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Robert Charles Wilson

In my ongoing quest to read science fiction with sensible politics and economics, I thought I would give Robert Charles Wilson a try and am reading his novel Spin, which is very enjoyable so far. On his web site he has published some talks he has given, including this:

Total up the man-hours necessary to bring even a cheap conventional color TV into your home, and the result, I suggest, would be absolutely staggering. And that work in turn rests on an absolutely colossal body of prior knowledge, all of it generated piece-by-piece and preserved and transmitted over generations.

This reminded me of the famous pencil essay. He is writing about all the things that went into making a TV advert for a car:

So even something as inherently humble as an automobile commercial stands as striking evidence that we, as a species, have an absolute genius for collaboration. Even without conscious intent — and after all, of all the billions of people necessary to produce that ad, only a handful of them actually wanted it to exist — we can still create something in which our collective ingenuity is embedded and embodied.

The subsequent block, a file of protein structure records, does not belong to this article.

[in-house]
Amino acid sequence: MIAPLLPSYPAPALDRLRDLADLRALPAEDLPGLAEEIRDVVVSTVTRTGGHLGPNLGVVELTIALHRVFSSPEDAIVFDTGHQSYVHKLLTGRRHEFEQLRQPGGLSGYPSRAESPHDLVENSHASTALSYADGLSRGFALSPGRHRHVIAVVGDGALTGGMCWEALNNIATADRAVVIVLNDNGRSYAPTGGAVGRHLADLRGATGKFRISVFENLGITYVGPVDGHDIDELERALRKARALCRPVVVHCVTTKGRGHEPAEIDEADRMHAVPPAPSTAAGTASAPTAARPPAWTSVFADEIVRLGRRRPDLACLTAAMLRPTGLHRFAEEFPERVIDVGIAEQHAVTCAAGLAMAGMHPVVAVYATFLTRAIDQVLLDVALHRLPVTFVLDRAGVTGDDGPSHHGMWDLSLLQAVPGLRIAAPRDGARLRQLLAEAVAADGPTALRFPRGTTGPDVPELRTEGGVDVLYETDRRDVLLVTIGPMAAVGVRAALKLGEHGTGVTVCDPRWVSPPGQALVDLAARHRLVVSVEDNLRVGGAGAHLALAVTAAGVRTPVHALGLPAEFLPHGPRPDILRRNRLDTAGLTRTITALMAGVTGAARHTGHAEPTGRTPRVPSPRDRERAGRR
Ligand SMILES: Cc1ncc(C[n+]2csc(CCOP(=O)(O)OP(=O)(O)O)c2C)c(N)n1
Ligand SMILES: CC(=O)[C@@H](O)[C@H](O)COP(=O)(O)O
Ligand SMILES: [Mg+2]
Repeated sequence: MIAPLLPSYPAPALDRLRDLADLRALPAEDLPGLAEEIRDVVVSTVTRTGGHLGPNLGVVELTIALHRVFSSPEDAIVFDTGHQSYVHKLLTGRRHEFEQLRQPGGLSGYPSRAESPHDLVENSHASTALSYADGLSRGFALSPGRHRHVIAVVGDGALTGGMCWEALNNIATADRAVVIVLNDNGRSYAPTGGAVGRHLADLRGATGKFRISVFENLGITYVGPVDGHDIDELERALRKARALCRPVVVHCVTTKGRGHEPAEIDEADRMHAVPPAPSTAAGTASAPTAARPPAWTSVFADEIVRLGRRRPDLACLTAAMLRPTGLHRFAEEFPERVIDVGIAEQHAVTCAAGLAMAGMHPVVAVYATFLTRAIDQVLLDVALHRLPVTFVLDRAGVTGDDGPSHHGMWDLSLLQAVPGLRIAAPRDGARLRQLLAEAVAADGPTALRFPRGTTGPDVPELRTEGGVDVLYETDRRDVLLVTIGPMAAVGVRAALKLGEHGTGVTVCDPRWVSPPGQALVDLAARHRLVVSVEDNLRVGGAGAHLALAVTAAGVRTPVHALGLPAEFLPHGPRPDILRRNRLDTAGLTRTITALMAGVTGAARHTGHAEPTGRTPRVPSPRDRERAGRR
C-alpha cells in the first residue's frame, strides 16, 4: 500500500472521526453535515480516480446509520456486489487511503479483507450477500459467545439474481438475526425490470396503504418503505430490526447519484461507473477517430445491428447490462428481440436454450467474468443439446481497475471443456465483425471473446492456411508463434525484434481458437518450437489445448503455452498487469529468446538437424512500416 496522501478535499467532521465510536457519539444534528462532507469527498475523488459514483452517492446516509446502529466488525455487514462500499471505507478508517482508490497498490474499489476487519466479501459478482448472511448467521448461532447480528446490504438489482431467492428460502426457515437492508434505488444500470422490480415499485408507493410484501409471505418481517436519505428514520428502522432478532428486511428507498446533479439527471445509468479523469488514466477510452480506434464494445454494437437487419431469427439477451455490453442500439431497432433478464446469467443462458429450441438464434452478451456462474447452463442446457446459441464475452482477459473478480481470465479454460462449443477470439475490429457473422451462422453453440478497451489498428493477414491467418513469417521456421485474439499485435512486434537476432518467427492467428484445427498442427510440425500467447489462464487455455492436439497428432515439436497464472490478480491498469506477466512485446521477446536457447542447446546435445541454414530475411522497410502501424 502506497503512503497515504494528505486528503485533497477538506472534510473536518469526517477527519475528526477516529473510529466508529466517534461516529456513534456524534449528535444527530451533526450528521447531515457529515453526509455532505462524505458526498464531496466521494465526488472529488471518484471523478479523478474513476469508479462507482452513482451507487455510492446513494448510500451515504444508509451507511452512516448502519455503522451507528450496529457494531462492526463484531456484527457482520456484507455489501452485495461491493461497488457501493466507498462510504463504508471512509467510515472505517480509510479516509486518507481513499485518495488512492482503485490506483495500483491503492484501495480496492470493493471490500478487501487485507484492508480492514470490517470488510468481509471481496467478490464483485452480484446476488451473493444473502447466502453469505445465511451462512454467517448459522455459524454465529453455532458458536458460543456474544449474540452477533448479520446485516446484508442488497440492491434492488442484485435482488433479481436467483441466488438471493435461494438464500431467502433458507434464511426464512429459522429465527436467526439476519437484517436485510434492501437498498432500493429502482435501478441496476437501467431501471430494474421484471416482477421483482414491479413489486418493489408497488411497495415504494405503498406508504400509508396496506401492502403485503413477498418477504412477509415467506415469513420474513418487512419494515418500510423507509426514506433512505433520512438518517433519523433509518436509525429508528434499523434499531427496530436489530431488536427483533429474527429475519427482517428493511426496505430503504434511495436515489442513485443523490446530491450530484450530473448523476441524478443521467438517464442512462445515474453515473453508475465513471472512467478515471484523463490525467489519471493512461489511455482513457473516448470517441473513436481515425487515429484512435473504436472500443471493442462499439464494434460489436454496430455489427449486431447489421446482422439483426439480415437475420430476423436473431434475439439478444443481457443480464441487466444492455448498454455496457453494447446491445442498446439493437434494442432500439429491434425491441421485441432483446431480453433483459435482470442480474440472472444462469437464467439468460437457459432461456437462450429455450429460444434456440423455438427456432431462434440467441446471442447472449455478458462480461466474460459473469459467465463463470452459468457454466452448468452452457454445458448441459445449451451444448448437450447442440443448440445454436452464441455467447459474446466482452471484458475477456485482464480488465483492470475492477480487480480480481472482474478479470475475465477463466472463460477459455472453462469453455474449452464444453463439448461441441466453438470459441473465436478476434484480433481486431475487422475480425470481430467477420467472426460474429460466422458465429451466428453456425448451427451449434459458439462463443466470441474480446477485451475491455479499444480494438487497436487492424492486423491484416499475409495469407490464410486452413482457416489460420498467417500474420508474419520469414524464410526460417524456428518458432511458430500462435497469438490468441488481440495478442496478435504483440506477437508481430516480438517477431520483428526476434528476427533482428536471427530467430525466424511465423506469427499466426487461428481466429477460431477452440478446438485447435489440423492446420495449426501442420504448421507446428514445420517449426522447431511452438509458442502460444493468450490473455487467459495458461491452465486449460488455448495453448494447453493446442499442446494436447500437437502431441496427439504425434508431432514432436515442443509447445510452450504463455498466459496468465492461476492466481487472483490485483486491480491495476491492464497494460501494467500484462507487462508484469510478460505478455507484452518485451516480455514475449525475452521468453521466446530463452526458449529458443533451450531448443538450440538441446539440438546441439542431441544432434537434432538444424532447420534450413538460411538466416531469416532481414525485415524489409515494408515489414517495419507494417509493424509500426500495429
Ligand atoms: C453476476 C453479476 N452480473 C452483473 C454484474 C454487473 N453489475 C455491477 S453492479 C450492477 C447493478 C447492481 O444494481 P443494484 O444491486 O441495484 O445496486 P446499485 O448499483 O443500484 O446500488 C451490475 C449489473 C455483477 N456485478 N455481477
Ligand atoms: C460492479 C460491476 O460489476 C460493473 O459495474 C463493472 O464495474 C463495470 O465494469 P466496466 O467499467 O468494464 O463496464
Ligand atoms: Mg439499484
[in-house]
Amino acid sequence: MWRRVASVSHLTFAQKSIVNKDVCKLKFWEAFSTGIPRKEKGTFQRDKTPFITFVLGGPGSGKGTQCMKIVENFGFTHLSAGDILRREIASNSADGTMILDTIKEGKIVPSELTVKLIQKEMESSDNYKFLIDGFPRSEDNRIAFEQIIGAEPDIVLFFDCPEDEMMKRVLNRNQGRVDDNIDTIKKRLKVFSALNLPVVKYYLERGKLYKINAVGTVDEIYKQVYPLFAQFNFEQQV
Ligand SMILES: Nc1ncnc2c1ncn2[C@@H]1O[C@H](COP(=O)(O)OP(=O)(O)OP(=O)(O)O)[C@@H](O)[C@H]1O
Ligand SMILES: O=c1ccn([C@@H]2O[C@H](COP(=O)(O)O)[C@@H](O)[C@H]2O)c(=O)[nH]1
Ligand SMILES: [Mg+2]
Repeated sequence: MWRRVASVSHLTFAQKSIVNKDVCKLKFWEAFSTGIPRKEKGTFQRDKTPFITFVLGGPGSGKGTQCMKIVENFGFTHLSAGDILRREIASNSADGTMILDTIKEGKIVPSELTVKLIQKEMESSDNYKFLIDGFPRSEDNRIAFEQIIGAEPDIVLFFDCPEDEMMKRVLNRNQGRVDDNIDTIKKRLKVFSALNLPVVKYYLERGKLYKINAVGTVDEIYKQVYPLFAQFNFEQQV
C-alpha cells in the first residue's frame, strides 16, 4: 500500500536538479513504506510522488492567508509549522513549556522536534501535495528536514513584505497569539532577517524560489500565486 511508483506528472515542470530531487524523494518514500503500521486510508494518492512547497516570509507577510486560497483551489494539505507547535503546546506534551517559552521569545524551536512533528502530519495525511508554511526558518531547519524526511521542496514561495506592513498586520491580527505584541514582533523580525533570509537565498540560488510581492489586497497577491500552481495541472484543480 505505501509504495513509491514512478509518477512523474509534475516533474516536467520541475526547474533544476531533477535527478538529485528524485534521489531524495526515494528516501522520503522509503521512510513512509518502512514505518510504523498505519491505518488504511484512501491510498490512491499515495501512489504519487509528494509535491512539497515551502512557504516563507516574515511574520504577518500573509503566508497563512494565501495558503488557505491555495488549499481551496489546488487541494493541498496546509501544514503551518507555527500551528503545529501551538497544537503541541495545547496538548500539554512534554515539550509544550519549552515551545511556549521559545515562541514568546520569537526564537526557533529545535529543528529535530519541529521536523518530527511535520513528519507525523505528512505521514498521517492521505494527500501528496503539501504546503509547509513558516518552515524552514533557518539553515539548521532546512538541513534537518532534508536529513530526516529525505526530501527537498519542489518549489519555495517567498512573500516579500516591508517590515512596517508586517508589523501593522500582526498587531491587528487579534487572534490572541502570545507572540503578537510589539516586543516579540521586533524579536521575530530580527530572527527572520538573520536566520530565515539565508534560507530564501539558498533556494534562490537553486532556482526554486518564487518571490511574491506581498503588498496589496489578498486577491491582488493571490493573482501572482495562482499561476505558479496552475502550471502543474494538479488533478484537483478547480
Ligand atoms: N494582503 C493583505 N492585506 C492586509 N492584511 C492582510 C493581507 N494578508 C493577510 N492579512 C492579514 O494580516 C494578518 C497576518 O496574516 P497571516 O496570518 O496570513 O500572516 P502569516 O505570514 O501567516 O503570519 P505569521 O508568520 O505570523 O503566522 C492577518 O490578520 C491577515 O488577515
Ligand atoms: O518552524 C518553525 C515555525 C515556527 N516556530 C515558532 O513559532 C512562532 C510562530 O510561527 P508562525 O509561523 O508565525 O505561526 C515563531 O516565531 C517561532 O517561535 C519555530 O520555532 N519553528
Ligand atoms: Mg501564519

Of course, he doesn’t mention what mechanism makes this collaboration possible, but we all know what it is.

3 comments to Robert Charles Wilson

  • nemesis

    Sounds quite similar to the ideas of Matt Ridley:

  • Paul Marks

    It is indeed the market – i.e. voluntary cooperation by people who (mostly)have never met and do not know each other.

    “I Pencil” by L. Read (the Foundation for Economic Education).

    Alas the disruption of the market (by taxes, regulations AND by the credit bubble financial system) has reached a point where the market is being destroyed.

    Take where FEE is based.

    Who in their right mind would try and create an honest (i.e. not government or Federal Reserve system subsidised) business in New York State?

  • MoscowEast

    Keep these reviews coming. I love science fiction and it’s great to be reminded that the forces of darkness haven’t subsumed every aspect of our popular culture. I actually go out and buy the books as well. It might well have been a Samizdata review from a few years back that led me to buy my first Neal Asher book (the first of many, I might add).